If you have any questions, please feel free to contact our office located in Baytown, TX . We offer the newest diagnostic and treatment technologies for all your foot care needs.

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Foot care is a critical aspect of diabetic management, as individuals with diabetes are prone to foot comp-lications. Maintaining skin integrity is essential, especially in diabetic feet where issues like neuropathy and poor circulation can lead to ulcers, infections, and possibly even amputations. Preventive care and regular screening are paramount in mitigating risks. A multidisciplinary team, including podiatrists, plays a pivotal role in diabetic foot care. Podiatrists specialize in assessing foot health, identifying early signs of complications, and providing tailored interventions. They offer expertise in wound care, orthotic management, and footwear recommendations, all aimed at preventing and managing foot problems. By emphasizing preventive measures, such as daily foot inspections, proper hygiene, and appropriate footwear, podiatrists collaborate with patients to minimize the likelihood of diabetic foot complications. If you are a diabetic patient, it is strongly suggested that you schedule regular appointments with a podiatrist as part of your diabetes management.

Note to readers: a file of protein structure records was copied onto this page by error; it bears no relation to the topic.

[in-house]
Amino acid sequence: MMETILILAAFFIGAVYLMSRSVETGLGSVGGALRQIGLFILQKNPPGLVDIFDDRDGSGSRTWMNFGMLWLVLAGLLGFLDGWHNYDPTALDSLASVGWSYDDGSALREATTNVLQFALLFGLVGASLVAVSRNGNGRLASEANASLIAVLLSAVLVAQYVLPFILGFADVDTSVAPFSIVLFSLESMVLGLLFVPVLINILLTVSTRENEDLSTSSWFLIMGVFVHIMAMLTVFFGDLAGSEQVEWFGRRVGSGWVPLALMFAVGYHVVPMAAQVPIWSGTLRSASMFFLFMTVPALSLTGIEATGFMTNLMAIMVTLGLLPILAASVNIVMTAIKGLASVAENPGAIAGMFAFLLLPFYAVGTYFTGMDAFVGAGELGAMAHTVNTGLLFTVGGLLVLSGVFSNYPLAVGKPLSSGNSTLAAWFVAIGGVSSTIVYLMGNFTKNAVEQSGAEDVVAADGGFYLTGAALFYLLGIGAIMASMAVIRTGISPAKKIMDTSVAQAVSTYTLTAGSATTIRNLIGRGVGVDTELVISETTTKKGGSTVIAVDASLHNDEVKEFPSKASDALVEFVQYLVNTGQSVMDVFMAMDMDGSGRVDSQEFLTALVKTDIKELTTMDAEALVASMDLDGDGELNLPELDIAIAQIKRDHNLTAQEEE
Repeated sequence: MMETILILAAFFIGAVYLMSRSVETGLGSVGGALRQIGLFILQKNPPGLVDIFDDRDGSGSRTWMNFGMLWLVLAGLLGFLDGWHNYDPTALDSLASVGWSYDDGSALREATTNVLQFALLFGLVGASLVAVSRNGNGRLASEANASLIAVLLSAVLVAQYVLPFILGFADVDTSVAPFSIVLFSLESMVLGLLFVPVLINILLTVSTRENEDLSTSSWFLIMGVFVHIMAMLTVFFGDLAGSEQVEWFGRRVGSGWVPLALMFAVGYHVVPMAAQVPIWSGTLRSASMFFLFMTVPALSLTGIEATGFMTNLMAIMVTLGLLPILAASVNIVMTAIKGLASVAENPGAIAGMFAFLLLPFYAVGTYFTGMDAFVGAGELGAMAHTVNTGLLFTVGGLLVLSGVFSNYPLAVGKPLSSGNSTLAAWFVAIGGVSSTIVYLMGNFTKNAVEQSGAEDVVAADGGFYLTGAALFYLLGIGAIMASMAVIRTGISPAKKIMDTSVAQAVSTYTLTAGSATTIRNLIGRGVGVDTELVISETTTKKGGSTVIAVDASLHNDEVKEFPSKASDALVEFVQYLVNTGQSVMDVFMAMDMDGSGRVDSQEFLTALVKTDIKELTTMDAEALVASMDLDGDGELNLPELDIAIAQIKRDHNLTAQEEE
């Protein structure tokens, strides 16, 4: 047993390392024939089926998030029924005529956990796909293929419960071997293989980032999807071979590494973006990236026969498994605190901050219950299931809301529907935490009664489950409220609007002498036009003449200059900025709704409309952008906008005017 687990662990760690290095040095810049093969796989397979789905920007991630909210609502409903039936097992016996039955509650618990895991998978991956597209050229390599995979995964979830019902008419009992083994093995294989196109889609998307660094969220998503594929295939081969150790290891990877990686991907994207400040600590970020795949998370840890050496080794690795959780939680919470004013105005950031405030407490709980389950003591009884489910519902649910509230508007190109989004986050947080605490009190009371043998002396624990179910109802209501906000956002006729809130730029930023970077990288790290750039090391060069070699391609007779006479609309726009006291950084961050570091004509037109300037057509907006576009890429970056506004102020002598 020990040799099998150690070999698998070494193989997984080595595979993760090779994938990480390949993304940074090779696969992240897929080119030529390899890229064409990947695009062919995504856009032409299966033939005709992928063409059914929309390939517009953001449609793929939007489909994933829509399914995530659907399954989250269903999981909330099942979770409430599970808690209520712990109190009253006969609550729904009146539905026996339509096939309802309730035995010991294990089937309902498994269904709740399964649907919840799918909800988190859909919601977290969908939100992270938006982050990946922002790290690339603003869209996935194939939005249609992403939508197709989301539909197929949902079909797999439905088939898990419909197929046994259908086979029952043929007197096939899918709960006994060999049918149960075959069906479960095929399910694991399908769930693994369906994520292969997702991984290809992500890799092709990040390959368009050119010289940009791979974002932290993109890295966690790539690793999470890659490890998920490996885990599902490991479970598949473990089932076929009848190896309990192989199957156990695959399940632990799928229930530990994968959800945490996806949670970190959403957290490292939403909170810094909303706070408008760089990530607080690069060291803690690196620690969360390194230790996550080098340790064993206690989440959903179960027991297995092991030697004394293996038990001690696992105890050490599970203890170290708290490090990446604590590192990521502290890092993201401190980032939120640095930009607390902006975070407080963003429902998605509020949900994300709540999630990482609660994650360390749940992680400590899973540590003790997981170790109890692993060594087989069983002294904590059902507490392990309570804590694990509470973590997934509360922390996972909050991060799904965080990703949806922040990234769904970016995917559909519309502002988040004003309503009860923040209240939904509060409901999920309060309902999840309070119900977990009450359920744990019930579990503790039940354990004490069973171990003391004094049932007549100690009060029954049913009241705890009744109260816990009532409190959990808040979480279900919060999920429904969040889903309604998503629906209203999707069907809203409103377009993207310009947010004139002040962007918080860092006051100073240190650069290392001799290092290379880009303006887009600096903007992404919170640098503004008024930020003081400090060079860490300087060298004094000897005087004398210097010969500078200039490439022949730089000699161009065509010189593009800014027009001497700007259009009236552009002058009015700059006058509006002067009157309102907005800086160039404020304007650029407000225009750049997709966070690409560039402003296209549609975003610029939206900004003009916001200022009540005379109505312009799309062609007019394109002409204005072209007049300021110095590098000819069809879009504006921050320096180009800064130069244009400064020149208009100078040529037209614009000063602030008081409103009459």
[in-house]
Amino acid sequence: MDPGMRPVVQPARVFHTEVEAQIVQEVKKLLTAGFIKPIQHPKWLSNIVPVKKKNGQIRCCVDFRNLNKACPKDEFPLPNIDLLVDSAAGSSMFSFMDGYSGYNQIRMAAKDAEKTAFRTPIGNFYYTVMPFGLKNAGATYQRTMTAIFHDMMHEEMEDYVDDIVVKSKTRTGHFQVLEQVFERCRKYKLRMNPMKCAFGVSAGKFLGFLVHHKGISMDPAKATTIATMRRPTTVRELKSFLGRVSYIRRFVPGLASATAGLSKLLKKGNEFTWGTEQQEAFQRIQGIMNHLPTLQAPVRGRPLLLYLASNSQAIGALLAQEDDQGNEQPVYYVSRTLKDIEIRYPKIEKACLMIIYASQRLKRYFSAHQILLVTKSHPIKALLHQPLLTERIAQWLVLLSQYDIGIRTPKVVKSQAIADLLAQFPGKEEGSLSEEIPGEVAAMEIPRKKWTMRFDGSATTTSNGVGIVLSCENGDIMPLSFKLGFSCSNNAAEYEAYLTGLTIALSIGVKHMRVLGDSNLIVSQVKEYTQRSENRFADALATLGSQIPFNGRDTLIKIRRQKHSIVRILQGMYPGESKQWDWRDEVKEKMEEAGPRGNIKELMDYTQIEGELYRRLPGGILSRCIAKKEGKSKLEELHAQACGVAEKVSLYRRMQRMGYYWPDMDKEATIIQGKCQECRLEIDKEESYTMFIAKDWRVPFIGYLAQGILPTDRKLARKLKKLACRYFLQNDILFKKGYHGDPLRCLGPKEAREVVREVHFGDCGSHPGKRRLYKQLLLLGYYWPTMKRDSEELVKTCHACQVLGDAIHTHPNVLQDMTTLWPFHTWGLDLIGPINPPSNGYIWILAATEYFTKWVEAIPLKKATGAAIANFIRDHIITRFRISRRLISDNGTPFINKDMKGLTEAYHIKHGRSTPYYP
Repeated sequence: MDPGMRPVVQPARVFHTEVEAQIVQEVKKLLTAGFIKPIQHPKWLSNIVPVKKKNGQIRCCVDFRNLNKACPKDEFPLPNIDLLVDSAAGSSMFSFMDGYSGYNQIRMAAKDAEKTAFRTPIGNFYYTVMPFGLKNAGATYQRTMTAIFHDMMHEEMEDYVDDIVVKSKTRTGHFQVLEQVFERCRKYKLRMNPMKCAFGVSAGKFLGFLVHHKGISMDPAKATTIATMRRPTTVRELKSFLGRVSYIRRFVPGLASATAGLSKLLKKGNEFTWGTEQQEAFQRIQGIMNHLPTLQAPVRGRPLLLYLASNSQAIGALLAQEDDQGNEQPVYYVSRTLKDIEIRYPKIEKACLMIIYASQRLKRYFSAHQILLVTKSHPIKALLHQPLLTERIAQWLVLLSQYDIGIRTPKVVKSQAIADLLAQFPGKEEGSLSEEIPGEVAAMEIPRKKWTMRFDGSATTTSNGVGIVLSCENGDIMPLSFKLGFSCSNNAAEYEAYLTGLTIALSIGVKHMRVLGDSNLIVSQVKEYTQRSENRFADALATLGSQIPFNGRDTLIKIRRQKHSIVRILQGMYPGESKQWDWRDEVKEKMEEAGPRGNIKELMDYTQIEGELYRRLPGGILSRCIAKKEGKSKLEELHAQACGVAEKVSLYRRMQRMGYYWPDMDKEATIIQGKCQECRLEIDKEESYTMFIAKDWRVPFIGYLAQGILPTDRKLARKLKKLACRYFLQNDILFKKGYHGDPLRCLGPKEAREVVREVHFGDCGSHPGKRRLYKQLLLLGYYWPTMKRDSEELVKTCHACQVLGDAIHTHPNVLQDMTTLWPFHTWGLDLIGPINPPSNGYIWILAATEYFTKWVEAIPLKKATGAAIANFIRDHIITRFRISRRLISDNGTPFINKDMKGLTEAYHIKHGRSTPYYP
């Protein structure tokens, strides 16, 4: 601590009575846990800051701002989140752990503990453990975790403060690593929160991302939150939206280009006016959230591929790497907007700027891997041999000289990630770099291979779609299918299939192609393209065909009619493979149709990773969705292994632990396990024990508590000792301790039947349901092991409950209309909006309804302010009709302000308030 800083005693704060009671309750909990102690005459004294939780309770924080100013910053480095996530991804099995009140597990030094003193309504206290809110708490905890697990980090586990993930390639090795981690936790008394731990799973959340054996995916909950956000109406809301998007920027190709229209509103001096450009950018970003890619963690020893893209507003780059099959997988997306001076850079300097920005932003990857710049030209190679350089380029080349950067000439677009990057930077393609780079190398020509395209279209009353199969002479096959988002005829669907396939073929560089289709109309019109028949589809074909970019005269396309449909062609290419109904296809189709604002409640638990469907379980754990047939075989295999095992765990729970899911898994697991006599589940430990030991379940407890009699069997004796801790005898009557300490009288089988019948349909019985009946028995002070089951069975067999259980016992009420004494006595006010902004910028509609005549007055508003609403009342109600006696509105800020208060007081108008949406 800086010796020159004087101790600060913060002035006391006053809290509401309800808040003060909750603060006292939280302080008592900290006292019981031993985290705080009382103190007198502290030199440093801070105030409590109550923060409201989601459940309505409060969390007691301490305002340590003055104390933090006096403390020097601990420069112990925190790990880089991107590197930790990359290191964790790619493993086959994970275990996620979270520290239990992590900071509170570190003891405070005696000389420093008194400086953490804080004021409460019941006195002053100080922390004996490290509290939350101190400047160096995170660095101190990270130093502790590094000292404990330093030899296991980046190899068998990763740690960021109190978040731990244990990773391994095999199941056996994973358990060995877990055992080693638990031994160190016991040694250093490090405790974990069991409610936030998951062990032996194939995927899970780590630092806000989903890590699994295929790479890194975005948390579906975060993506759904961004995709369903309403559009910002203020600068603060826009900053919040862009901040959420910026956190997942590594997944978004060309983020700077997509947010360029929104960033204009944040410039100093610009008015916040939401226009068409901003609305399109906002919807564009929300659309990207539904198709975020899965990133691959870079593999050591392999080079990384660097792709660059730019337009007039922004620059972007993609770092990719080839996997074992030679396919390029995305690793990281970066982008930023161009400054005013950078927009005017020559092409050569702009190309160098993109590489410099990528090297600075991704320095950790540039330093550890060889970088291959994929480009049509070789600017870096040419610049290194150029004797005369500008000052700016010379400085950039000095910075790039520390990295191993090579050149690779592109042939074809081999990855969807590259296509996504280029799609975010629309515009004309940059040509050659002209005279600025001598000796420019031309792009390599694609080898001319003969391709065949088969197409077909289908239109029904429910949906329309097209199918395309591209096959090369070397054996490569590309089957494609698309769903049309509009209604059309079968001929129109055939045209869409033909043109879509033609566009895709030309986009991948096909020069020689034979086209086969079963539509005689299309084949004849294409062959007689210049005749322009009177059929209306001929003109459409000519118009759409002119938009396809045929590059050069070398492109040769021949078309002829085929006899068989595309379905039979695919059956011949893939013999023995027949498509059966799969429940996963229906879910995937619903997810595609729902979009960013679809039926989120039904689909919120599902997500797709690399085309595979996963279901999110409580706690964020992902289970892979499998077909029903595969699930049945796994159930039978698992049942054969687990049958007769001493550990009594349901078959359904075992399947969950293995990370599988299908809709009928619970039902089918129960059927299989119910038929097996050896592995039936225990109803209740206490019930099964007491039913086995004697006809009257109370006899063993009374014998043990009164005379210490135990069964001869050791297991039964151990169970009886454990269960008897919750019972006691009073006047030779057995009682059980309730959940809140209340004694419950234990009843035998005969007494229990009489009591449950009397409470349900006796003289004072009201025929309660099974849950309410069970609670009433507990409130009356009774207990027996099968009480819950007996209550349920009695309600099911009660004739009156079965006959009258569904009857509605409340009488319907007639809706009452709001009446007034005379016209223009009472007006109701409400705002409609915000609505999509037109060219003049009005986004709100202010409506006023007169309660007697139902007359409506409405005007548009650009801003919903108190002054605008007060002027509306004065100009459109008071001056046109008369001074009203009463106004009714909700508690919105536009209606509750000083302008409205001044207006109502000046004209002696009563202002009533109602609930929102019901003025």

Wound care is an important part in dealing with diabetes. If you have diabetes and a foot wound or would like more information about wound care for diabetics, consult with Abeer M. Foteh, DPM from Greater Houston Foot Centers. Our doctor will assess your condition and provide you with quality foot and ankle treatment.